Chinese turbine hopes

AS RENEWABLE energy investment ramps up in Australia and wind power comes further to the fore, a Chinese heavy industry player is poised to carve itself a piece of the action.

    • Noel Dyson
    • 08 September 2017
    • 09:41
    • News
Chinese turbine hopes Turbine gearbox.

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Dalian Huarui Heavy Industry is spread across a number of areas but one of those is the creation of gearboxes and reduction gears for wind turbines.
It has made little secret of it plans to become a greater global player and Australia is a key market it is looking at.
So far DHHI has been mostly involved with the Australian mining market. It has already provided bulk material handling equipment for BHP's Groote Eylandt manganese operation, the Roy Hill iron ore project in Western Australia's Pilbara region and Rio Tinto's Weipa alumina operation in Queensland.
That equipment has ranged from ship loaders, ship unloaders, stackers, reclaimers and car dumpers.
The company's operations go much further afield than that. It is one of two companies that makes the crankshafts for the Valemax iron ore carriers heading from Brazil to China.
DHHI also makes polar cranes and has one sitting its yard awaiting despatch to a nuclear station in the UK. A polar crane is similar to a gantry crane except that it is mounted on a circular track. 
They usually sit within the domed interior of a nuclear power plant and it can be used for reactor head removal and replacement and for refuelling operations.
The company has nine major product areas: metallurgical machinery, hoisting machinery, bulk material handling machinery, port machinery, energy machinery, drive and control systems, marine components, engineering machinery and offshore engineering machinery.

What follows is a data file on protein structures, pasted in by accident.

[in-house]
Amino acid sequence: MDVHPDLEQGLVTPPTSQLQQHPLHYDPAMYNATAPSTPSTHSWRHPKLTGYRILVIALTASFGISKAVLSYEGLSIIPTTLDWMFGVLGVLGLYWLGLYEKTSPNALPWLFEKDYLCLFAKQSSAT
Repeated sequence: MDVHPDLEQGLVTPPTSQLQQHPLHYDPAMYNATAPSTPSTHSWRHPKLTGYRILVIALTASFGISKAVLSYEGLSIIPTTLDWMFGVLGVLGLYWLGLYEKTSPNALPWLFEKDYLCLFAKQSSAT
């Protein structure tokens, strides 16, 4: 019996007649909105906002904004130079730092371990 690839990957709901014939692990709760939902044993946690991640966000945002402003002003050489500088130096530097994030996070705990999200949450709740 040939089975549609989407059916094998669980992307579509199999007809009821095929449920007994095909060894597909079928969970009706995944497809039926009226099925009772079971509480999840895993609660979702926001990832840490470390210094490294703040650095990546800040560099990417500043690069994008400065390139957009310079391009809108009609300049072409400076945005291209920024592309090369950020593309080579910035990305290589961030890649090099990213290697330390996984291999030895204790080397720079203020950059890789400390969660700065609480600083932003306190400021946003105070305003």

DHHI chairman Cong Hong said the company wanted to grow its international business.
"DHHI's aim is to develop the company into an international service-oriented manufacturing enterprise group with a core value of high end heavy equipment both in research and fabrication," he said.
Cong said the company aimed to have international business making up 40% of revenue in five years and engineering, procurement and construction business making up 20%.
A core part of that is meeting the standards of the markets it is trying to enter, something DHHI chief engineer Zou Sheng said the company was focusing on.
He said during the projects it had already done with Australian businesses it had gained a better understanding of Australian rules and regulations as well as equipment standards.
"Australia has the most comprehensive and strict equipment standards in the world, emphasising safety, environmental protection and efficiency," Zou said.
"With regard to safety, personal safety comes first and it is followed by environmental safety.
"Through years of practice DHHI has built a better understanding about the equipment standards in Australia.
"Our design philosophy has also changed.
"First of all we arrange design materials for bulk material handling machinery in descending order of importance with the most important first."
Those categories are Australian rules and regulations, the contract of the project and technical specifications, Australian standards and criteria, and international standards and criteria.
"We perform risk assessment for the design," Zou said.
Adhering to deadlines is also important. On August 29 DHHI held a ceremony to mark the placement of a ship unloader for Ploce Port in Croatia. Much was made during the ceremony of the fact that DHHI worked through several key holidays to ensure the delivery schedule was met. It was similar story for the work it did for Roy Hill.
That ceremony was chased on the following day by a signing ceremony for a US$29 million contract under which Nippon Steel was buying some steel milling equipment from DHHI. 
That's right - a Japanese company buying steel making equipment from a Chinese company.
Walking through DHHI's vast workshops, it was interesting to note that much of the engineering equipment was from Europe. The attitude is to get the best equipment available for the job.

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